Signing up at the moment gets you a £125 M&S voucher. You can earn a further £5 per month for a year if you pay in £1,000 each month and maintain two Direct Debits.
Unnecessary penalties: Switch to an account with a free overdraft to avoid handing over more than you need to.
Nationwide – free borrowing for a year
Nationwide’s Flex Direct account has a free overdraft offering for the first 12 months – the agreed limit will depend on your individual circumstances – and simple charges after that.
Although the fee-free period is only temporary, it could be a useful if you are looking to work your way out of your overdraft.
The building society does not charge interest on overdrafts, opting instead for flat rate daily fees.
After the introductory free period is over, you will either be charged 50p a day to use an authorised overdraft or £5 for each day that you stray more than £10 over your authorised limit.
The account also offers the opportunity to earn 5 per cent interest on balances of up to £2,500 paid every month, which could be worth up to £125.
Accountholders must commit to paying in £1,000 into the account each month however.
Watch out for
You have to make sure you set up an overdraft limit with Nationwide, otherwise you will pay £5 each day you go into the red by more than £10.
In addition, there is a £5 fee for every transaction out of your account when you are in your overdraft, although there is a £60 cap per month.
Starling – best for simple cheap rate, but be prepared to bank via an app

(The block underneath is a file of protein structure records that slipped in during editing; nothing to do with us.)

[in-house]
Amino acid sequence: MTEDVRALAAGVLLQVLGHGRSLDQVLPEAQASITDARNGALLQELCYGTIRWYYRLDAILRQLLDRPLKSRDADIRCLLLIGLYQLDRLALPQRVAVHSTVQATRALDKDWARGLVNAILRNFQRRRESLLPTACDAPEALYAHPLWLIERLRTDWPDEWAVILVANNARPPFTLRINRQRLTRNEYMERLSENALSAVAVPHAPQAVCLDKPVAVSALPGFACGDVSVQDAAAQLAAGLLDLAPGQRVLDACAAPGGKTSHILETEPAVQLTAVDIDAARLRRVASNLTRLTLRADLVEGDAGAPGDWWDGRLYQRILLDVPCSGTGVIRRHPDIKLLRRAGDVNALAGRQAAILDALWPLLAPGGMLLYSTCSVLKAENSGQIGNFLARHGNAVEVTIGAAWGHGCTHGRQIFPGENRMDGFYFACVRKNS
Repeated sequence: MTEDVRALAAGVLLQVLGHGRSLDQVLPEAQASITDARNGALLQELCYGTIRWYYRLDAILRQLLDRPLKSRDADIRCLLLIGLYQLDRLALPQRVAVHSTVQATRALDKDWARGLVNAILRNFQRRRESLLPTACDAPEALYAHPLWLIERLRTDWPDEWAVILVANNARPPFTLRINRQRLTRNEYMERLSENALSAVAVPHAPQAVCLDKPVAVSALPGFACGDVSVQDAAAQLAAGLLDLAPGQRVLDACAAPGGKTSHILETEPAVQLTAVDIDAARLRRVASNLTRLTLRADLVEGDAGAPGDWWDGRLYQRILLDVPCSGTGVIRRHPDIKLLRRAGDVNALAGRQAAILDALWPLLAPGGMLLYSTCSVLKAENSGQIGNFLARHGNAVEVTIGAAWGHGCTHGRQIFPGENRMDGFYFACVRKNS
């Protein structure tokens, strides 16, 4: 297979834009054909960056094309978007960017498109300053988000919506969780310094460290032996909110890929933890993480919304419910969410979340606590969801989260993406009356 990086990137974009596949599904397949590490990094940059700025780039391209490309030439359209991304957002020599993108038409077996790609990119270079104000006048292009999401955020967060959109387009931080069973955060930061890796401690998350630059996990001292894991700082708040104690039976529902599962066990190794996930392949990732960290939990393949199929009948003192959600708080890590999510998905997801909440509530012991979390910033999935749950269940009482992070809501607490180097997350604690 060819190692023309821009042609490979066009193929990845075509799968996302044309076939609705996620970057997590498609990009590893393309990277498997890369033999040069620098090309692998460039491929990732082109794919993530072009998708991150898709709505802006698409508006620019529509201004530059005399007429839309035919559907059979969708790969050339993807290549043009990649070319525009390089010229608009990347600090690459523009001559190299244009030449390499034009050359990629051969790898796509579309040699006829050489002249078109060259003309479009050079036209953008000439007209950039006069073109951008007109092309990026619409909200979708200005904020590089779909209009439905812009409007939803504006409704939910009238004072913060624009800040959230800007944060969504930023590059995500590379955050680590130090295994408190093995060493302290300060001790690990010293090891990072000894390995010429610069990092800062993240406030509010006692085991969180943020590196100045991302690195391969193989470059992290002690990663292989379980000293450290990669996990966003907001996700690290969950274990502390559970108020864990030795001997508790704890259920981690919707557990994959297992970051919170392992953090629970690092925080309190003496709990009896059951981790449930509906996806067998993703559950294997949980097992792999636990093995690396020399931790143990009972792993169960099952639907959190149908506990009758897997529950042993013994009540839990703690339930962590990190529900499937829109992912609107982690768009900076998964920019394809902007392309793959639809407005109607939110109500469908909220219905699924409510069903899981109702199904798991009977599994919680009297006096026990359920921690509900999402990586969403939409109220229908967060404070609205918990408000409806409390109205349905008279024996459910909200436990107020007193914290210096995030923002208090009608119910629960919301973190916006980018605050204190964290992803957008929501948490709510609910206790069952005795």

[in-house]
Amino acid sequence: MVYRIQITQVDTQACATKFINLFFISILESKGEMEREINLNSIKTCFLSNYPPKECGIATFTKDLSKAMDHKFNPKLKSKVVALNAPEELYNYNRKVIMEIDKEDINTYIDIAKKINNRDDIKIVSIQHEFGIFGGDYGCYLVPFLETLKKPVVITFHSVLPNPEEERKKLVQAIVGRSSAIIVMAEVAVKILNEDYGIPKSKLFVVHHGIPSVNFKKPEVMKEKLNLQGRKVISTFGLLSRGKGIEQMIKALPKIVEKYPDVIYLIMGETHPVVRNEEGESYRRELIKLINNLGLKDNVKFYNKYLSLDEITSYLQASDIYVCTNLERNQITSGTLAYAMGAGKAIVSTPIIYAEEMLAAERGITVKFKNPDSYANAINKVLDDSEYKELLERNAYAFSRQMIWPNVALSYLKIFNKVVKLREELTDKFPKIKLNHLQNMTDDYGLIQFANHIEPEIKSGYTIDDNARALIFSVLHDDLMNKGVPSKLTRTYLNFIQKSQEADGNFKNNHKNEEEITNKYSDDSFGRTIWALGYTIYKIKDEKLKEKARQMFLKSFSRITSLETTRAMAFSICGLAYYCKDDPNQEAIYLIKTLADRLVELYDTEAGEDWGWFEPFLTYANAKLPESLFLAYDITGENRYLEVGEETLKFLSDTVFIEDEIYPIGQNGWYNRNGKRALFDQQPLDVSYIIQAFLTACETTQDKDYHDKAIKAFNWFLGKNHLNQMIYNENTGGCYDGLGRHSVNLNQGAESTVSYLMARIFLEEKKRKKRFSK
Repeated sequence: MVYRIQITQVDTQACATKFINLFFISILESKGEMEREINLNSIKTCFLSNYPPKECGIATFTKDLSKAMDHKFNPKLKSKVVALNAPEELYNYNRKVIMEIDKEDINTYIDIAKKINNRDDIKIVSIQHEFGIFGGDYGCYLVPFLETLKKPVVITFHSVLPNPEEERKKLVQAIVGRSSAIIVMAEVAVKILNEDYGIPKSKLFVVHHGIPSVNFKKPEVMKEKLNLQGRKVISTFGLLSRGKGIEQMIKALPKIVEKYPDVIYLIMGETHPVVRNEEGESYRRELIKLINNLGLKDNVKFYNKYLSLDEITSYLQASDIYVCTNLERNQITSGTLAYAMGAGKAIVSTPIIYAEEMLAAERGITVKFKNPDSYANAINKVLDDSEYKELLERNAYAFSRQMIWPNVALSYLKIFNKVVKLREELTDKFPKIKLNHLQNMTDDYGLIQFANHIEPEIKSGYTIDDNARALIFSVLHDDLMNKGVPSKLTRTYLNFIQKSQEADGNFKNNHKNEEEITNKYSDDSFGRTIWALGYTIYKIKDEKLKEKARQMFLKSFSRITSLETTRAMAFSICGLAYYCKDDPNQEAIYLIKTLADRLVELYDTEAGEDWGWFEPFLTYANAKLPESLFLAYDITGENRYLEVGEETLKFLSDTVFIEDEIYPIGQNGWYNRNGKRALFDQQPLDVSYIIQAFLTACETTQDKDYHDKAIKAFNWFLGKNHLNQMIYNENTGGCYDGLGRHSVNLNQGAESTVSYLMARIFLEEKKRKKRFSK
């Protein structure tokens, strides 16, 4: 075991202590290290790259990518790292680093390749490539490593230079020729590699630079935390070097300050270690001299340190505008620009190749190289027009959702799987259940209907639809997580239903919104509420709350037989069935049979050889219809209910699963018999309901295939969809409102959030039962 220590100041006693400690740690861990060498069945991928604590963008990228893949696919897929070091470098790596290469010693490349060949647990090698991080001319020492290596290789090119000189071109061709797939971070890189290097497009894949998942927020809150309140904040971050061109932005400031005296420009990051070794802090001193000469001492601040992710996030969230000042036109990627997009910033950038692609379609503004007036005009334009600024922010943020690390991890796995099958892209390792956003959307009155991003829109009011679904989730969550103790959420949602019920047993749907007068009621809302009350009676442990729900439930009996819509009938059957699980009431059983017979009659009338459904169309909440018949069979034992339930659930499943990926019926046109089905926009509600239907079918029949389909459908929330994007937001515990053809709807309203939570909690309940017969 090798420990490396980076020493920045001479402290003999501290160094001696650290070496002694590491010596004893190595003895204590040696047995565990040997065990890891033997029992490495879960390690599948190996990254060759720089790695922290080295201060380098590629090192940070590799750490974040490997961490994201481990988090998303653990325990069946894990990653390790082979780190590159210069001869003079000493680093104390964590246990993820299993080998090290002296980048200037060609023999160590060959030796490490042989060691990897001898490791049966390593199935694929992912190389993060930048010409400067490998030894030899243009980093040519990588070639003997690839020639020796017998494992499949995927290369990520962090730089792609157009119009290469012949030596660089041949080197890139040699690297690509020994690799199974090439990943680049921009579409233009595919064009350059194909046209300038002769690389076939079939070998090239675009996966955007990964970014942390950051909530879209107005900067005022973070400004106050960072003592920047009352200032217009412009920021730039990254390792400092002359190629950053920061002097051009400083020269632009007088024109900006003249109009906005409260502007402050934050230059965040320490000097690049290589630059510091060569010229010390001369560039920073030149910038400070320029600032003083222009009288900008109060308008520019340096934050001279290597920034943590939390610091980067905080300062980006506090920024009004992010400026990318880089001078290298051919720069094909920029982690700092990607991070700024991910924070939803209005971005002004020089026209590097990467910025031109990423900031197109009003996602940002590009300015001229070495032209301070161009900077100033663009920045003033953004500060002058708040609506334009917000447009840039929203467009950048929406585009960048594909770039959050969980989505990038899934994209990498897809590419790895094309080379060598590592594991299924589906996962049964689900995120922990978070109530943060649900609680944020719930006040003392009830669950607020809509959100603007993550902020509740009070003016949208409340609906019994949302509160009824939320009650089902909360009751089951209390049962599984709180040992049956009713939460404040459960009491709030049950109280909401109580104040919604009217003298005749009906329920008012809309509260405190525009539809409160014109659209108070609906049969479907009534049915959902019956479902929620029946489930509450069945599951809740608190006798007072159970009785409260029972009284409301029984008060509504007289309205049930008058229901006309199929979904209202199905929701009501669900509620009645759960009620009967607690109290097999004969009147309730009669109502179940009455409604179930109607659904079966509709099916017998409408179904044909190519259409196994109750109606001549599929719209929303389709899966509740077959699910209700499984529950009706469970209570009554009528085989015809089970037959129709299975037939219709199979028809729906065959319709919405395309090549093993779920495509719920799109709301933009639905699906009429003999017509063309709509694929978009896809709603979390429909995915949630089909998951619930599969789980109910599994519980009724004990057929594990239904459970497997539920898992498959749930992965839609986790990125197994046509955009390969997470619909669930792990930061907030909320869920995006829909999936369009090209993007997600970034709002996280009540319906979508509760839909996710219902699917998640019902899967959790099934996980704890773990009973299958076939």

COULD YOUR BANK WITHDRAW YOUR OVERDRAFT?
Andrew Hagger of Moneycomms explains: ‘Usually an overdraft is initially agreed with your bank, on the basis that your salary is paid into your account and that you will manage your account within the overdraft limit agreed.
But, if your circumstances change – you lose your job or you constantly exceed your limit – and the bank has to keep bouncing your direct debits, then it has the right to withdraw your overdraft.
Overdrafts are repayable on demand, however in reality if the bank withdraws your overdraft limit it will normally agree to a repayment programme with you – such as £x per week or per month until the balance is cleared.’
If your bank is unwilling to do this, you should look at other options as soon as possible, otherwise the charges will start to build up.
There are a handful of accounts including Post Office and Metro Bank which only charge you one flat rate of interest on both agreed and unagreed amounts.
Challenger bank, Starling, charges a fraction more at 15 EAR per cent (compared to Post Office’s 14.9 EAR per cent) but it comes with the added benefit of beefed-up budgeting features.
The bank will set up savings goals, categorise your spending and offer real-time balance updates and notifications of your spending which can help keep track of your cash, and prevent straying into the red at all.
The bank also states that if you go overdrawn by accident there are no extra fees, and interest on the amount will be capped at just £2 per month. If the charges you clock up are under 10p, it will waive them.
The account also comes with free overseas spending and cash withdrawals. You get 0.5 per cent on balances up to £2,000 and 0.25 per cent on amounts over that.
Watch out for
The major draw back, for some, will be that the account is only operated via the bank’s app so it won’t be one for you if you like to bank in person or speak to customer services over the phone.